Stress Reduction and Tea

We could all use a way to reduce stress created from modern life.

We’re tempted to say that those in our area, the Metro Washington DC region, could all use an excuse to destress. But really, the DMV doesn’t have a monopoly on stress right? High stress has been linked to all kinds of health issues and occurs globally. One paper suggests that, globally, 500 million people are stressed but don’t realize it and aren’t getting help (Stress, work and mental health: a global perspective, PubMed). This paper suggest that, among other causes, stress comes from rapid social changes and the time-compression of modern life.

Regardless of its cause, enjoying tea can be a great way to reduce stress in your life. Here are just a few of our thoughts on how to incorporate tea into activities to reduce stress.

  • Sit down to appreciate one cup of tea every morning. Don’t just grab a travel mug and run out the door. Instead, deliberately think about the tea you want that morning, take time to smell the dry leaf and try to pick out the different aromas. After steeping, inhale deeply the aroma of the infused leaf (stick your nose right into the infuser basket) and again think about the aromas that come to mind. Finally, sit, don’t stand, and enjoy the first mug of tea. Whatever you do, don’t turn on the TV, radio, or read the news online until after that first cup.
  • Have a tea party with friends and family. Grab a tea pot, make a large batch of something special but make an experience of it. Put the loose tea in a small bowl and pass around for everyone to smell before infusing. Once you have finished infusing don’t just toss the leaf. Consider pouring the leaf into the same small bowl and pass around for all to inhale the fresh brewed leaf.
  • Curl up with a good book and a pot of tea. Not sure anything else needs to be said really. Just a good tea and a book that is a bit of an escape goes a long way (step away from your phone).
  • If you really want to go the extra mile, pick up a tea tray, small cups, and a gaiwan or yixing teapot and prepare something special. Making tea in this way produces many small infusions, shared in small cups. It takes a bit of time, intentionally, and allows for appreciation of both tea and company (or family).

Don’t miss the entire series on tea and your health!

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Healthy Lifestyles Include Tea

Harmony through tea!This is kinda a self-serving statement, isn’t it? In all seriousness, a healthy lifestyle can certainly be made up of many different things and tea doesn’t need to be one of them. That said, we believe there are way too many artificial products (not real food) on the market, too much emphasis on miracle diets and cures, and we could all do with a bit of simplification. So we eat our own dog food, so to speak, or at least drink our own tea. In prior posts we’ve focused on other aspects of tea and your health including all the amazing micronutrients in tea so this one is short and sweet. Here are some of our thoughts on how tea fits in with a healthy lifestyle:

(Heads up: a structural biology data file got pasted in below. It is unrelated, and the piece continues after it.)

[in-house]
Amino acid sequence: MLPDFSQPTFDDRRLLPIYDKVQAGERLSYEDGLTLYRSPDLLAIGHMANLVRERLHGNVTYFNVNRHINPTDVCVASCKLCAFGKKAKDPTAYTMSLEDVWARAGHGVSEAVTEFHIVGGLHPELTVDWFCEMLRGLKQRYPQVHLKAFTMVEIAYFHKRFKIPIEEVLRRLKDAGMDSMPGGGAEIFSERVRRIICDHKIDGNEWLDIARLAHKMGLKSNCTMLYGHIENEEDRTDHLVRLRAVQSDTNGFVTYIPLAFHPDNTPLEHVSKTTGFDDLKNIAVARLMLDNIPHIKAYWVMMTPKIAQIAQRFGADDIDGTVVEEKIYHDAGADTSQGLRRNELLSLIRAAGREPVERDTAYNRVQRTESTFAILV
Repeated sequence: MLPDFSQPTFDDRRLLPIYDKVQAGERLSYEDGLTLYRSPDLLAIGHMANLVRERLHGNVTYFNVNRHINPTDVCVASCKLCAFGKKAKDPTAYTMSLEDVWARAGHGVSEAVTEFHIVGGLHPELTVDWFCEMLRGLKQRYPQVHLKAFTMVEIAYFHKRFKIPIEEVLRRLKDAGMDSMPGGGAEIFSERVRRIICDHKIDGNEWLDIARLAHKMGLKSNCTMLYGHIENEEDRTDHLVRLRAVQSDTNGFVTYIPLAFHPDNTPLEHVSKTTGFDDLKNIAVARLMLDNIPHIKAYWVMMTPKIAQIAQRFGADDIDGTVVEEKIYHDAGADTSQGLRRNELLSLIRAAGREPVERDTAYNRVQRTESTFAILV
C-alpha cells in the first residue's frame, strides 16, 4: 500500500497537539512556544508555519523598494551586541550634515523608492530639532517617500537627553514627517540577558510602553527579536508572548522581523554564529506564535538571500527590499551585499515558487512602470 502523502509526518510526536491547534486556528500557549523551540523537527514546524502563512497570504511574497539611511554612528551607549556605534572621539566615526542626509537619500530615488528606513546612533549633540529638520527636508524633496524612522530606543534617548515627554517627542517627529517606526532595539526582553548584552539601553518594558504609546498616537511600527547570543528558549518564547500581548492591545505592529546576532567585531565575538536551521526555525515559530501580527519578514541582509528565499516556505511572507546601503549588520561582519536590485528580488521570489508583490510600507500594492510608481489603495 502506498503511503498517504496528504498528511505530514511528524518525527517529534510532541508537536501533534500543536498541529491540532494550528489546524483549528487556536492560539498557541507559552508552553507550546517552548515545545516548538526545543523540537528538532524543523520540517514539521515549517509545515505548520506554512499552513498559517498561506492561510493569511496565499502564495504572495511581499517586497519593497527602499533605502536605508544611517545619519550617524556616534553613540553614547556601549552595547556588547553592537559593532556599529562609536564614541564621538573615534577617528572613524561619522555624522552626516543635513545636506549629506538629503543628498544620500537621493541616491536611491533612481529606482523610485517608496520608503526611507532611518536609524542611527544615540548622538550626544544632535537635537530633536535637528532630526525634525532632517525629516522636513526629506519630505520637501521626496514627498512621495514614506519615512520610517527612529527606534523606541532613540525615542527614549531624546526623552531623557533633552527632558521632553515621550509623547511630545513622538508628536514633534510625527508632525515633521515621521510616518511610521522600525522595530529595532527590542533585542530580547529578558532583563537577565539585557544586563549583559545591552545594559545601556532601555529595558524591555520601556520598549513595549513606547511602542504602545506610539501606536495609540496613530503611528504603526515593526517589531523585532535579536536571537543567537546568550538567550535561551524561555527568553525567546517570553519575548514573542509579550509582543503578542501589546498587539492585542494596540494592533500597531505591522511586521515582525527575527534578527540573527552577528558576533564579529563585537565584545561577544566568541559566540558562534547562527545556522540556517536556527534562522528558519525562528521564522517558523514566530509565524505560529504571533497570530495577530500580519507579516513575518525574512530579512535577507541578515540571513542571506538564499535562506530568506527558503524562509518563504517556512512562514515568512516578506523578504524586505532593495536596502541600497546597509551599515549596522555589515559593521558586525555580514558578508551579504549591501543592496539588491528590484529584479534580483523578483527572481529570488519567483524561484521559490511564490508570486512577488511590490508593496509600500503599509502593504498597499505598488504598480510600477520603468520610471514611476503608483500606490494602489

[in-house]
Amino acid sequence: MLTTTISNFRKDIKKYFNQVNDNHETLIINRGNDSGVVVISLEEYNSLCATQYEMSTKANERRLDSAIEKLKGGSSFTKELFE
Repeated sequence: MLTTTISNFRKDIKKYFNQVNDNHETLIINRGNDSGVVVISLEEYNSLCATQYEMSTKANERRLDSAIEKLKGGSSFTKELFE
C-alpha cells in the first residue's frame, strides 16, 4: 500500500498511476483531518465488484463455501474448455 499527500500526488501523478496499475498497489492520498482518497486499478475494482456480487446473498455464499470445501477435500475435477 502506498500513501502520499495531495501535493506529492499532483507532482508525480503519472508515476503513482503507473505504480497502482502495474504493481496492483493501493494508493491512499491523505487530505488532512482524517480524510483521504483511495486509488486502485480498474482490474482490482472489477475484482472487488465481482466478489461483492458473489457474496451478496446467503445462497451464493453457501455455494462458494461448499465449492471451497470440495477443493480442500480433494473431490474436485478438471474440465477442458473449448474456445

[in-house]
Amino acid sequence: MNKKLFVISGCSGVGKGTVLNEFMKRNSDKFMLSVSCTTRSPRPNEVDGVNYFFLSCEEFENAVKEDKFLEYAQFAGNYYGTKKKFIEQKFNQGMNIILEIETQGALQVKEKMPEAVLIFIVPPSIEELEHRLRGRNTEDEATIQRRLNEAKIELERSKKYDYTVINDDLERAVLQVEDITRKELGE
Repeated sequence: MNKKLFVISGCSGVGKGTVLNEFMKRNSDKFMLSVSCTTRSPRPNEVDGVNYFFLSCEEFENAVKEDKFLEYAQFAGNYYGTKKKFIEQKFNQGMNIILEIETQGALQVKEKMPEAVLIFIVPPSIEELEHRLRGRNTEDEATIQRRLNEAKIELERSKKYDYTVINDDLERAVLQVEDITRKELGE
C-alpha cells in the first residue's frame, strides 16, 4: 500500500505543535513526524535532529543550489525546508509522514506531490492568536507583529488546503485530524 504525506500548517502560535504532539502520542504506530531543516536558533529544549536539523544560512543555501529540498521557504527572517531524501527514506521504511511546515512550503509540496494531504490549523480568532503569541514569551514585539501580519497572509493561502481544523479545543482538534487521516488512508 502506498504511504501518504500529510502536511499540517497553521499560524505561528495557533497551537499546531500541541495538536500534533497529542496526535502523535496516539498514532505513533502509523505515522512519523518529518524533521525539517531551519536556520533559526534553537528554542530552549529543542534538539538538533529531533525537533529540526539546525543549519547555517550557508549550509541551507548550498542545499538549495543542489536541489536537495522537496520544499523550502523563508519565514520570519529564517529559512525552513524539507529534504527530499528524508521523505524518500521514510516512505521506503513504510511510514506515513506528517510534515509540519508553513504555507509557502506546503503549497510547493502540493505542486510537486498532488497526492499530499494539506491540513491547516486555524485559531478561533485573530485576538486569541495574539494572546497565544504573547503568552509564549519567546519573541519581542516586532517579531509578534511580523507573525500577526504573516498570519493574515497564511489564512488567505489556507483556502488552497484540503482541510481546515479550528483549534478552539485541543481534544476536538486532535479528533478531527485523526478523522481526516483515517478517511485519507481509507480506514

• Morning cup (or three) of tea of course. But we like lots of variety so we don’t stick to one type of tea every day. We like to mix it up so sometimes that means green, sometimes black, puerh, or really whatever we are in the mood for.
  • To-go thermos of tea for our son to take to school. We remember the days when you had water from the fountain or milk at lunch and that’s it. No more – even elementary school kids bring a thermos with something – ours likes his morning Sencha.
  • We switch to caffeine free tisanes (herbals) mid-day or, shocking we know, water. We just sleep better by cutting out the caffeine by midday, even if the caffeine in tea is less jolting.
  • We love iced tea in summer. Technically we do cold brew. Throw some leaf into a jug of water at night, place in the fridge, and viola, fresh iced tea for the family in the morning.
  • We stop and smell the roses on the weekends. Meaning, this is when we tend to pull out the special teas we want to enjoy like Japanese Gyokuro, fresh Tieguanyin (in season), or a rare puerh from Yunnan China and to enjoy using traditional teaware. Yes, this takes more time, but it is great way to use your tea to slow down and enjoy the moment.
  • Finally, cooking with tea! This is always a fun way to explore in our house with everyone getting a chance to taste, compare notes, and decide if its something we would make again.

Don’t miss the entire series on tea and your health!

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Tea is Full of Amazing Micronutrients